In latest edition of The Wright Toolbox:
- Independent Contractor? Maybe Not Anymore: New Virginia Worker Classification Statutes Took Effect on January 1, 2021 – read now
Independent Contractor? Maybe Not Anymore: New Virginia Worker Classification Statutes Took Effect on January 1, 2021
On January 1, 2021, the new provisions of Virginia Code § 58.1-1900, et seq. went into effect across the Commonwealth. These provisions are another step in bolstering Virginia’s new policy on classification of workers as either employees or independent contractors. These are big changes with significant consequences! This brief summary highlights the newest statutes and what can happen if a business fails to comply.
First, Virginia Code § 58.1-1900(A) states that “if an individual performs services for an employer for remuneration, that individual shall be considered an employee of the party that pays that remuneration unless such individual or his employer demonstrates that such individual is an independent contractor. The Department shall determine whether an individual is an independent contractor by applying Internal Revenue Service guidelines.” Essentially, the new statute states that a worker is presumed to be an employee. The only way around that for a business owner to establish the worker is a contractor using a complicated IRS test. Put simply, classifying a worker as a contractor, not an employee, is going to be an uphill battle for the foreseeable future in Virginia.
If a business fails to properly classify a worker, Virginia Code § 58.1-1901 establishes civil penalties for those employers. Specifically, the employer becomes subject to fines of “$1,000 per misclassified individual for a first offense, up to $2,500 per misclassified individual for a second offense, and up to $5,000 per misclassified individual for a third or subsequent offense.”
On top of the penalties, the next statute – § 58.1-1902 – sets forth a debarment procedure. After a company’s first offense, all public bodies and institutions are notified of that company’s name and their failure to properly classify. For subsequent violations by that company, “all public bodies and covered institutions shall not award a contract to such employer or to any firm, corporation, or partnership in which the employer has an interest in the following manner: (1) For a period of up to one year, as determined by the Department, from the date of the notice for a second offense; (2) For a period of up to three years, as determined by the Department, from the date of the notice for a third or subsequent offense.”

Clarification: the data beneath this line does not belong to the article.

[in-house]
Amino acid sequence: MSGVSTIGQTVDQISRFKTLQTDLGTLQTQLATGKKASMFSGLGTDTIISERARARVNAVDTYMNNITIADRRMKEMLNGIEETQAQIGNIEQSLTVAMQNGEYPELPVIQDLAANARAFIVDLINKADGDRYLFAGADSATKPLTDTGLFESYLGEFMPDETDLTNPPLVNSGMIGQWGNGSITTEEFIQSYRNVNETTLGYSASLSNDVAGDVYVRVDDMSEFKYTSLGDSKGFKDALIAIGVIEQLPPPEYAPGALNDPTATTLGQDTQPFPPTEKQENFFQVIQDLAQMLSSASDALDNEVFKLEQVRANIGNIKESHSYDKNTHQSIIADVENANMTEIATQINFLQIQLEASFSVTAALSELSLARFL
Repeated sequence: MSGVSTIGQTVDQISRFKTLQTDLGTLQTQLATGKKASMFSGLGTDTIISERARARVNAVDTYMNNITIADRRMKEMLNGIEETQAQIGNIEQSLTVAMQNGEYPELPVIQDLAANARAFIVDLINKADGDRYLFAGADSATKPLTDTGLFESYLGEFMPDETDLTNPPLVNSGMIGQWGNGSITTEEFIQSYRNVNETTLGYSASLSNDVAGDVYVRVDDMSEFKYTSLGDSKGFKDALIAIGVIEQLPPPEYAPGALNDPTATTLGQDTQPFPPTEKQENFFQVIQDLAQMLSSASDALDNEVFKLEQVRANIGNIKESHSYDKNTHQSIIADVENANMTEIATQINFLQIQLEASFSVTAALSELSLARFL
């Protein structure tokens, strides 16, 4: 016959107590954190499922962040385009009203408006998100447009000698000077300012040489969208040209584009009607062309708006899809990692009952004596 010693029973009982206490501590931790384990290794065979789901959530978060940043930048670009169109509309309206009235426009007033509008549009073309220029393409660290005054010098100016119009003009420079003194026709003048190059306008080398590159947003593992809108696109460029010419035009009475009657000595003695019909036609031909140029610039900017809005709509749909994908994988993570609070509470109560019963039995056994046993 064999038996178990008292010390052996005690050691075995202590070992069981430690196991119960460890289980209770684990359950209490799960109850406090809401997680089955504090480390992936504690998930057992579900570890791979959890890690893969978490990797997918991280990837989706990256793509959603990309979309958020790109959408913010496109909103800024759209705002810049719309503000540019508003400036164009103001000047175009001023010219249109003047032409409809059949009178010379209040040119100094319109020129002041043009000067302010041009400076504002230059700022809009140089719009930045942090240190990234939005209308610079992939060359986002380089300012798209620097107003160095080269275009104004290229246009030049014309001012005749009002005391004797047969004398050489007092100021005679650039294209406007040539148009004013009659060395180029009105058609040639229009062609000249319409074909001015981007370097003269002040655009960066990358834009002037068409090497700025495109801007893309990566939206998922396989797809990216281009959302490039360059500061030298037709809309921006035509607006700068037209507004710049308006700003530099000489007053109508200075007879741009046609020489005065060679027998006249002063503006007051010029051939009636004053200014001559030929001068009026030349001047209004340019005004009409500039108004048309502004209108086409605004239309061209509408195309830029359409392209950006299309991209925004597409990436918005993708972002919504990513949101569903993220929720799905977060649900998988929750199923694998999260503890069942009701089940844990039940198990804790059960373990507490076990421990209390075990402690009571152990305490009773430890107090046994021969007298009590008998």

Furthermore, under § 58.1-1904, no employer can discriminate or take adverse action against someone for exercising the rights afforded by these statutes.
These statutes expand upon the statute that went into effect in July 2020 that gave individuals private rights of action against employers who knowingly failed to properly classify an individual (Virginia Code § 40.1-28.7:7). Under that statute, if the Court finds that the person was not properly classified, “the court may award the individual damages in the amount of any wages, salary, employment benefits, including expenses incurred by the employee that would otherwise have been covered by insurance, or other compensation lost to the individual, a reasonable attorney fee, and the costs incurred by the individual in bringing the action.”
Any entity doing business in Virginia needs to carefully review the status of all of its workers. These new laws have put in place a strong presumption that all workers are considered employees, absent very specific circumstances. Therefore, if you utilize “contractors,” it is important to make sure such a classification is ironclad. If not, you can face serious consequences for such misclassifications.